“We thought this could be a good opportunity to educate the public about taking a cash offer,” he said.
As a result, the homes that Kelman “buys” on the program are actually RedfinNow purchases. Kelman had the assistance of Redfin’s data and data personnel when deciding if he would buy homes on the show, and he was looking specifically for properties that could be resold according to the iBuying business model.
“We were fairly data driven about it,” he explained. “That allowed us to make informed choices.”
The trailer for the show depicts the four “tycoons” bidding on what in some cases appear to be fairly middle class homes, which is an interesting concept in itself for a TV competition. But Kelman said there were also a number of unique and unusual properties, including an “earthship” — a kind of DIY ecofriendly house that is popular in the deserts of the Southwest — that he particularly liked.
Asked if viewers will get insights into his personal tastes in real estate, Kelman said that the goal was “to put the customer ahead of our own wants and needs,” and that Redfin is trying to “run the place for the benefit of everyone, not just my own caprice.”
However, Kelman did hint that viewers might get a more granular glimpse into his tastes.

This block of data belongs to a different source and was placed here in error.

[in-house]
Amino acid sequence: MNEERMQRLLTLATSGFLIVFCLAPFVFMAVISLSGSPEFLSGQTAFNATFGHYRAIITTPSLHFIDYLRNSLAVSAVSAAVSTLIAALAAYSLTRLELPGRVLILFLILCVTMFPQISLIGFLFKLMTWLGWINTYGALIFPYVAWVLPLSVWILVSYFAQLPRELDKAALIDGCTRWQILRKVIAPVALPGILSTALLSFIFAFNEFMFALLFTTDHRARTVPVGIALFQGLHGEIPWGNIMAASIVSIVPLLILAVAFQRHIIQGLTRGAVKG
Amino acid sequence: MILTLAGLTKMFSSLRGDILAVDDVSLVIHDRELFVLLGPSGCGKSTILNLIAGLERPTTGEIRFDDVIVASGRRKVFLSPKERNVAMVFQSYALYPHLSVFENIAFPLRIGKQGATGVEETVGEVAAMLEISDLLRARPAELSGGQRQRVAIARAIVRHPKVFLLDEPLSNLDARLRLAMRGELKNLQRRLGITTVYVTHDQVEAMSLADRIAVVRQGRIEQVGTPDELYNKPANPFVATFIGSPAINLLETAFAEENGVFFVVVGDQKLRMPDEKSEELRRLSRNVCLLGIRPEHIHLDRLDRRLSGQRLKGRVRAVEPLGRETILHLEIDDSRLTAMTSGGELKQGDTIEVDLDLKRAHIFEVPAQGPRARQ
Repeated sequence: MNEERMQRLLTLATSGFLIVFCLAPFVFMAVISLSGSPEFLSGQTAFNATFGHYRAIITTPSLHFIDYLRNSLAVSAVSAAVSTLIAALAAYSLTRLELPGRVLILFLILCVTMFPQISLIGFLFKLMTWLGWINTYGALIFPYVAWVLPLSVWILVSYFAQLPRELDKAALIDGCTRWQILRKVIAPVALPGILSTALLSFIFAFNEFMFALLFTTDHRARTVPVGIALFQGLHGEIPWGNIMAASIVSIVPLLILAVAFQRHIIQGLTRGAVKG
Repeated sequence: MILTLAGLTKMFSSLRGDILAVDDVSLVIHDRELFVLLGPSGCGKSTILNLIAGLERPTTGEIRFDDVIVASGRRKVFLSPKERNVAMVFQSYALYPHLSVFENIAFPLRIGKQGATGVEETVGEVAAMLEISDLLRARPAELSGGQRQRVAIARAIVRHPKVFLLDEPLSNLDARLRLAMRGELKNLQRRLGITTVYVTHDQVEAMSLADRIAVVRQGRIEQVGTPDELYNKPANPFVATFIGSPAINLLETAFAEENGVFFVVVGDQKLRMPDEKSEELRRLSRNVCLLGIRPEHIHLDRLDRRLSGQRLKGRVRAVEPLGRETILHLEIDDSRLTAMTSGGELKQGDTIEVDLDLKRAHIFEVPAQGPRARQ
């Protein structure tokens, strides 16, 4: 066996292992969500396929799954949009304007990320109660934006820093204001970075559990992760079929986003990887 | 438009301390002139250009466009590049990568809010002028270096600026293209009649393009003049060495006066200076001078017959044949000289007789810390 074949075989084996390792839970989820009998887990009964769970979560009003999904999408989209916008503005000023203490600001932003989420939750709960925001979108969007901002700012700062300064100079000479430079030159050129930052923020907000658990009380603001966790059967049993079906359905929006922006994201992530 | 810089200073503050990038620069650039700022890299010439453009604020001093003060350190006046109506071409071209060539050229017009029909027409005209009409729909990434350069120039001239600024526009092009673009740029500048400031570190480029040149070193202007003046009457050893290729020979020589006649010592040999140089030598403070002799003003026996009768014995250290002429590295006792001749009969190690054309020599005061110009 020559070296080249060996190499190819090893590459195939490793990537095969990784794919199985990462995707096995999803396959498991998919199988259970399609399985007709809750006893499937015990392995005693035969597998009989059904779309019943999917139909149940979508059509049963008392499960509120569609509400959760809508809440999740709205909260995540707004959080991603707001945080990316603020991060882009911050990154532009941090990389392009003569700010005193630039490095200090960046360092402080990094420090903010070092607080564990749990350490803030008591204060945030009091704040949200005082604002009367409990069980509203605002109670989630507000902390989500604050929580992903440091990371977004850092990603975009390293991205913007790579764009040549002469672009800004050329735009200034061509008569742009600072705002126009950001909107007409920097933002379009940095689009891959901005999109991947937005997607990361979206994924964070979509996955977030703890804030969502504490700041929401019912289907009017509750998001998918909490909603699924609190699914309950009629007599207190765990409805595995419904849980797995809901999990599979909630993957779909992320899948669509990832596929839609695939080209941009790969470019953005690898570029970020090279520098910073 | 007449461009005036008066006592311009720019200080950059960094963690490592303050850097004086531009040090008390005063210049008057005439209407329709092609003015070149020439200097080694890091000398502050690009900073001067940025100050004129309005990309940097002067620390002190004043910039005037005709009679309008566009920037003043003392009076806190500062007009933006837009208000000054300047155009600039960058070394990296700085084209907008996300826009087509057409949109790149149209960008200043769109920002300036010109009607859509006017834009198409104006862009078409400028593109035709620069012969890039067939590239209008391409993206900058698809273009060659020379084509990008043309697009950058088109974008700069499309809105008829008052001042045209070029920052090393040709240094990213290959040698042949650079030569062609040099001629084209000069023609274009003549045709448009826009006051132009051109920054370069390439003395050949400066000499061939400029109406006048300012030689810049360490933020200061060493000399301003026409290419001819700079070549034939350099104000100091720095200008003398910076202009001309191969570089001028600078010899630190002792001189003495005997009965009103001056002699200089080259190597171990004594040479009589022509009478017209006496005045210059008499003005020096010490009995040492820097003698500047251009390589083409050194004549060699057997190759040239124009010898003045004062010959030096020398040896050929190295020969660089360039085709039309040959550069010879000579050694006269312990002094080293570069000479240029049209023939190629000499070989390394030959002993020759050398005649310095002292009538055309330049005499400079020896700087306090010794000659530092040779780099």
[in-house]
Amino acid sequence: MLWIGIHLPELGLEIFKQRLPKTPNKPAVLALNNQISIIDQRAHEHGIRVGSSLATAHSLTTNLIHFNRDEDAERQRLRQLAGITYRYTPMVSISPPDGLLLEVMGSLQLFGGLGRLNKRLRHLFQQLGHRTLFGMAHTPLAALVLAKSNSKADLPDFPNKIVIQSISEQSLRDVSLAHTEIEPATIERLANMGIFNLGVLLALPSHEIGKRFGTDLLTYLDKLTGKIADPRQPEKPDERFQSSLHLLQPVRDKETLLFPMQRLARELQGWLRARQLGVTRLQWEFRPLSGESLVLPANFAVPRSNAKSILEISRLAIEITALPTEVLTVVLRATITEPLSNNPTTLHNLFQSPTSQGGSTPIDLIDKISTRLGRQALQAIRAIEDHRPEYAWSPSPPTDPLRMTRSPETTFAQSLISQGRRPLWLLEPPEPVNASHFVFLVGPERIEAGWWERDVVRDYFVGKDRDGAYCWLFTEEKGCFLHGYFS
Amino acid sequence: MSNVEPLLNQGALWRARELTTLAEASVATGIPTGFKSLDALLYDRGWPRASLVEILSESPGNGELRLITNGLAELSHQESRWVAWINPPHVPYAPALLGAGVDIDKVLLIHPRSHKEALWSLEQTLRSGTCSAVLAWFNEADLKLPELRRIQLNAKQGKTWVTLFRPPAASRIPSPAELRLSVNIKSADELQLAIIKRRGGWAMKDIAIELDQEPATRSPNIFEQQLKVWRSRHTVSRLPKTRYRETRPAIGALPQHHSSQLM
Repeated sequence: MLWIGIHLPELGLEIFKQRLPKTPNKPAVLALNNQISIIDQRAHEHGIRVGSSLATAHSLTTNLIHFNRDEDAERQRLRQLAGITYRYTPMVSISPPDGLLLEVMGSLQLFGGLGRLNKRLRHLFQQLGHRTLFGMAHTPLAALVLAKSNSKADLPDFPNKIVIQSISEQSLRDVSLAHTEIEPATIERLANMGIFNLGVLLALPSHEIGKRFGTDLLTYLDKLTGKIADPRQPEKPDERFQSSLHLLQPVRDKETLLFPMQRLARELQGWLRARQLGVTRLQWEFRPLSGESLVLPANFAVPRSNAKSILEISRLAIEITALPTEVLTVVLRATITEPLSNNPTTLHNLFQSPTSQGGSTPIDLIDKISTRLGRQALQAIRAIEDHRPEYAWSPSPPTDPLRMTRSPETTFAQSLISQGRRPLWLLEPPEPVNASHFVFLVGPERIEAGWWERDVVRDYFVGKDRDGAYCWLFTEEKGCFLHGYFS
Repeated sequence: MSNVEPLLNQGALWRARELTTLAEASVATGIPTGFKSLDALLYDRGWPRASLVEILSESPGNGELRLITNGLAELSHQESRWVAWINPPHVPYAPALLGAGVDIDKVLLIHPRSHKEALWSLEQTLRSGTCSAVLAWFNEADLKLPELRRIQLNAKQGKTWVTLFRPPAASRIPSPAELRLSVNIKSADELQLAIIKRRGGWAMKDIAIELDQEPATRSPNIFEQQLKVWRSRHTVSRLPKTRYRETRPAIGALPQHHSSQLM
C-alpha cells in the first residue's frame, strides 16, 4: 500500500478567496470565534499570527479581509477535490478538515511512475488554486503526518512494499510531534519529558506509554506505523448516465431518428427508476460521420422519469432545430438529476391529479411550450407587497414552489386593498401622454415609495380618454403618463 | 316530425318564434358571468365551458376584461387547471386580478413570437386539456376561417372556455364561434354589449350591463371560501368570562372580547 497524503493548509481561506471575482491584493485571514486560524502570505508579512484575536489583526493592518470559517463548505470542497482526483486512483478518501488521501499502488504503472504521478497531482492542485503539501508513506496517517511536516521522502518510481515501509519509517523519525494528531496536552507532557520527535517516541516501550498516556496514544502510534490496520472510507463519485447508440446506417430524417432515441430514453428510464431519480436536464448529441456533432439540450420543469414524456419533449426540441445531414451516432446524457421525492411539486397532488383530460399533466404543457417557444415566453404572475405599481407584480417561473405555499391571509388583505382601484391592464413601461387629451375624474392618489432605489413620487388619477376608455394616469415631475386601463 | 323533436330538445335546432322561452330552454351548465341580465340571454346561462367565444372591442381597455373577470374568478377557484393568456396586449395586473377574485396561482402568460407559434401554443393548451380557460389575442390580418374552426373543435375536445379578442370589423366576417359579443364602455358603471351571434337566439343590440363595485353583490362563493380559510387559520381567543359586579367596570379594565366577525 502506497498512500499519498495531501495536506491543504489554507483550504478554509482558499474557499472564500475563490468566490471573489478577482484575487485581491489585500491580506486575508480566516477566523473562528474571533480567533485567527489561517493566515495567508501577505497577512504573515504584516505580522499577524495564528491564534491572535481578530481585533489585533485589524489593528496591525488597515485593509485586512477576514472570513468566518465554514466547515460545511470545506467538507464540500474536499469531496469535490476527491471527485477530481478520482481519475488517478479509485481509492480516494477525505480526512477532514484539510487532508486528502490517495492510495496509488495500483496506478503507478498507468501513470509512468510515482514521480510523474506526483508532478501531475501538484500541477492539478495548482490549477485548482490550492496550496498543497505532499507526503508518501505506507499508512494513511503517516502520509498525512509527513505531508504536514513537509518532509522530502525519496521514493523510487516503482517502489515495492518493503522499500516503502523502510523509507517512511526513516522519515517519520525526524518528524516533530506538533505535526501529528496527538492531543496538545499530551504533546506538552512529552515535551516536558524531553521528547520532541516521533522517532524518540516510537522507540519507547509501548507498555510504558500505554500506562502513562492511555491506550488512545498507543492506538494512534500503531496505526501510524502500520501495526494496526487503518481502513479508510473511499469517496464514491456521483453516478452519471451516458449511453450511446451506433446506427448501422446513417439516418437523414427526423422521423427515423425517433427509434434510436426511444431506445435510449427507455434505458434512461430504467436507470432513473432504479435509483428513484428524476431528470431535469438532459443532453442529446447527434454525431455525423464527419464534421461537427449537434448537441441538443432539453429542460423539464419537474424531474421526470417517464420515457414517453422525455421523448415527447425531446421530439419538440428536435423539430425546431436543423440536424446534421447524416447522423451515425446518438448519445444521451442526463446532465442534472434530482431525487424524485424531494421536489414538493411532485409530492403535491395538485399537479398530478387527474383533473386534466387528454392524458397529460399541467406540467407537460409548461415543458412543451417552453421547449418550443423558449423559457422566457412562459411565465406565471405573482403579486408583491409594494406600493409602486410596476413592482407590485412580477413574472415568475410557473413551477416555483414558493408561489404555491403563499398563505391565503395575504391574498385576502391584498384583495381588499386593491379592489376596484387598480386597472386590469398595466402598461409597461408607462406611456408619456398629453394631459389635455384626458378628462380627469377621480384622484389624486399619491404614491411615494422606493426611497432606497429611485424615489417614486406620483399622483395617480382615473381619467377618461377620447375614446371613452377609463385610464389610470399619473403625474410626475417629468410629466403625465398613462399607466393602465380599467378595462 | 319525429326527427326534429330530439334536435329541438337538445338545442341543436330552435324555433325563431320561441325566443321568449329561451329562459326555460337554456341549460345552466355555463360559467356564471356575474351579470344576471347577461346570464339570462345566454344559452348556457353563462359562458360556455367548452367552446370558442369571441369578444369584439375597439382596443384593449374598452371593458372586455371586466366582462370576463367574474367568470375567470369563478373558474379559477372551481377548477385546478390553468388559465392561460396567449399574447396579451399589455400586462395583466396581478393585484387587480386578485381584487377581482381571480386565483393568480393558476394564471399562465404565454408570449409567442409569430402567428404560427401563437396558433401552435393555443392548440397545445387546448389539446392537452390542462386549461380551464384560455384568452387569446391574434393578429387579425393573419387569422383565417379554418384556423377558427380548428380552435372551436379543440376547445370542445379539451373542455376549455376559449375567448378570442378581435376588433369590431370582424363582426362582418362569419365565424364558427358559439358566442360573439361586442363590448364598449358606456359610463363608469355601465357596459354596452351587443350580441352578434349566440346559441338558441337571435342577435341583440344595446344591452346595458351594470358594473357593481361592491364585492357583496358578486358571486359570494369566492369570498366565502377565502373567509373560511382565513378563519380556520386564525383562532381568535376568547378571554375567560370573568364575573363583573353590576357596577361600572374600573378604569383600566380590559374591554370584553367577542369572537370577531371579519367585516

“That said,” he added, “there’s no hiding that whether it was the house or its owner, I liked the crunchy, goofy ones the most.”
Is Kelman now focused on his show business career?
Kelman said he wants Buy My House to be successful. But he also stressed that he doesn’t see himself pivoting into show business a la other real estate moguls such as Barbara Corcoran.
“I want to do the best job I can representing Redfin,” he explained, “and the way I saw this show was part of that.”
Shooting Buy My House was an enjoyable experience for Kelman, and he said the show ultimately highlights “what readers of Inman will understand, which is just how hard it is to put deals together.”
“It’s emotional, it’s financial. It’s irrational and it’s rational,” he continued. “That’s what kind of made the show work from my perspective.”
But despite the drama, Kelman remains focused on his day job running Redfin.
“I love my day job,” he concluded. “It’s so much fun.”